Mon, Jun 24, 6:23pm by Staff Writer
When casinos cater to a high roller, a person with nearly unlimited money to spend and a penchant for gambling, the odds are with the casinos.
These ‘whales’ of the gambling world have money to spend. And as long as they’re treated like kings, they will gamble and lose that cash. Sometimes they win, but most often they lose. That means casinos win.
Casino Aus is reporting that more casinos in Australia, Macau and the entire Asia Pacific region have been building their businesses with a focus on high-roller revenue.
Meanwhile those casino operators are also taking significant risks.
Every once in a while, a VIP gambler loses and refuses to pay, resulting in costly court cases.
In 2014, Singapore’s Marina Bay Sands catered to a Chinese business tycoon named Wang Zhi Cai.
The 63-year-old patronised the casino and accumulated a market debt of more than $8 million.
The problem was that Zhi Chai listed a false address in Australia when he applied for that credit, so when Marina Bay Sands tried to collect the debt, they were unable to locate him.
The resort, owned by Las Vegas Sands, sued in Australia to try to find Zhi Cai and collect the debt.
The case then went to the Supreme Court of New South Wales.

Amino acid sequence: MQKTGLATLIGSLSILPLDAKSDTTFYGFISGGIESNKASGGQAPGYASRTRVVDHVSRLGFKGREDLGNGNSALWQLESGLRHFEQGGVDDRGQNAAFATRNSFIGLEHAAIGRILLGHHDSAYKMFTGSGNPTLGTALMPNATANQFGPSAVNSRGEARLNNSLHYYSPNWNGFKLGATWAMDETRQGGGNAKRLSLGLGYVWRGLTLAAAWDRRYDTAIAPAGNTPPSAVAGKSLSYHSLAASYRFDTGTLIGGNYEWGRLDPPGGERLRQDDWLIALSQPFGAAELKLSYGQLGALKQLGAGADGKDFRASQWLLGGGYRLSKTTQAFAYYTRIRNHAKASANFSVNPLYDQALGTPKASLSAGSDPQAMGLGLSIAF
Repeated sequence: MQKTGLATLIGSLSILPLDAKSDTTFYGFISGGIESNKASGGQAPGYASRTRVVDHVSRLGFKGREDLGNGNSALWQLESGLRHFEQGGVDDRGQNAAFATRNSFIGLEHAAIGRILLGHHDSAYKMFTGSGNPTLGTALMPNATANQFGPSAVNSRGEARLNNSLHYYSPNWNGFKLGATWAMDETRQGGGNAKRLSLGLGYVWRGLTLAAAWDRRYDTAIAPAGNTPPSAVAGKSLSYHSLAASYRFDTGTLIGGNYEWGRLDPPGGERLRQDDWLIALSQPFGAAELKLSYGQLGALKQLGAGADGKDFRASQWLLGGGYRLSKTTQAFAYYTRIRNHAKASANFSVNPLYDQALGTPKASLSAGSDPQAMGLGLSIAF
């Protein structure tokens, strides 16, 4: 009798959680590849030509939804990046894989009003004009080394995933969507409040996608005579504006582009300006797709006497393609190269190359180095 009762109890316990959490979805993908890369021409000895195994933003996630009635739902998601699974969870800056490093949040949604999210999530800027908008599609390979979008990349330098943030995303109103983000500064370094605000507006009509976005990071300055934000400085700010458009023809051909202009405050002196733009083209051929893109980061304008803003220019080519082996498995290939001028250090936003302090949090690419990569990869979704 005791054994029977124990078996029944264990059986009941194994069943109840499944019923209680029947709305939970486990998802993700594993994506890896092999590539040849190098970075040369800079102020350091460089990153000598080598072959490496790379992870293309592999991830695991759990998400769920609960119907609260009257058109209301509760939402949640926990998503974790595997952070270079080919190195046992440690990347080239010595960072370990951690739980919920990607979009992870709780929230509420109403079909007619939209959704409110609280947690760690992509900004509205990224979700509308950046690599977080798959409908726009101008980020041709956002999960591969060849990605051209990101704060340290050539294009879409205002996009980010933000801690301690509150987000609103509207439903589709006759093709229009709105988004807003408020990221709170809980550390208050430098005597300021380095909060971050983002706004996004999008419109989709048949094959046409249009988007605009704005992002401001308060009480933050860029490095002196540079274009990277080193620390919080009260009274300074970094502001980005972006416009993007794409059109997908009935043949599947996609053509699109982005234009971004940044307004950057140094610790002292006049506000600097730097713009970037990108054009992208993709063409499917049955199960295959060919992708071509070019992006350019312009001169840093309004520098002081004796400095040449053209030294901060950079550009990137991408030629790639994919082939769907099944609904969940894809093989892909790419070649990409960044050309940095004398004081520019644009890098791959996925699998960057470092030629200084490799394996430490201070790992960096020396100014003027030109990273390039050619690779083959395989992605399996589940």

Justice David Davies subsequently ruled that Marina Bay Sands could move forward with its collection efforts.
The judge noted that Zhi Cai “appears to be engaging in behaviour that suggests he is trying to evade service.”
That ruling, made public The Straits Times in June 2018, also came with an order to service notice to the Australian property known to be owned by Zhi Cai and to seize assets in Australia if he ignored it.
— Casino.BuzZ (@BuzzCasino) June 13, 2019
In February 2019, Zhi Cai then came forward and appealed the seizure order so that could contest the case in a Singapore court.
That High Court did set aside the default judgment from the Australian court and heard legal arguments from both sides.
The debt had climbed by that time to more than $13 million. That’s an additional $3.7 million on top for the original $10 million sum for interest and legal costs.
Last week, Marina Bay Sands officially dropped its lawsuit against Zhi Cai after pursuing him for the debt for more than five years. It was an unexpected development.
The casino’s lawyers filed a notice of discontinuance with the Singapore High Court.
According to a statement, the matter had been “resolved amicably”.
An undisclosed settlement resulted in Marina Bay Sands releasing a statement that they look forward to inviting Zhi Cai back “as a valued patron in the near future.”
There is little known about the man reporters have called a business tycoon named Wang Zhi Cai.
Wang Zhi Cai does appear to have real estate interests, though, including in China.
He is also apparently the owner of TMG International Design, a “customer experience consultants” firm located in New South Wales.
That fact corresponds with information revealed in the court filings that Zhi Cai owns a condominium near that company in Kirribilli, New South Wales.
Chinese entertainment outlets maintain that Zhi Cai married Wang Yan, a Chinese actress 12 years his junior.
Zhi Cai had at least one son via a previous marriage. Zhi Cai and Yan married in 1997 and had a son together in 2006.
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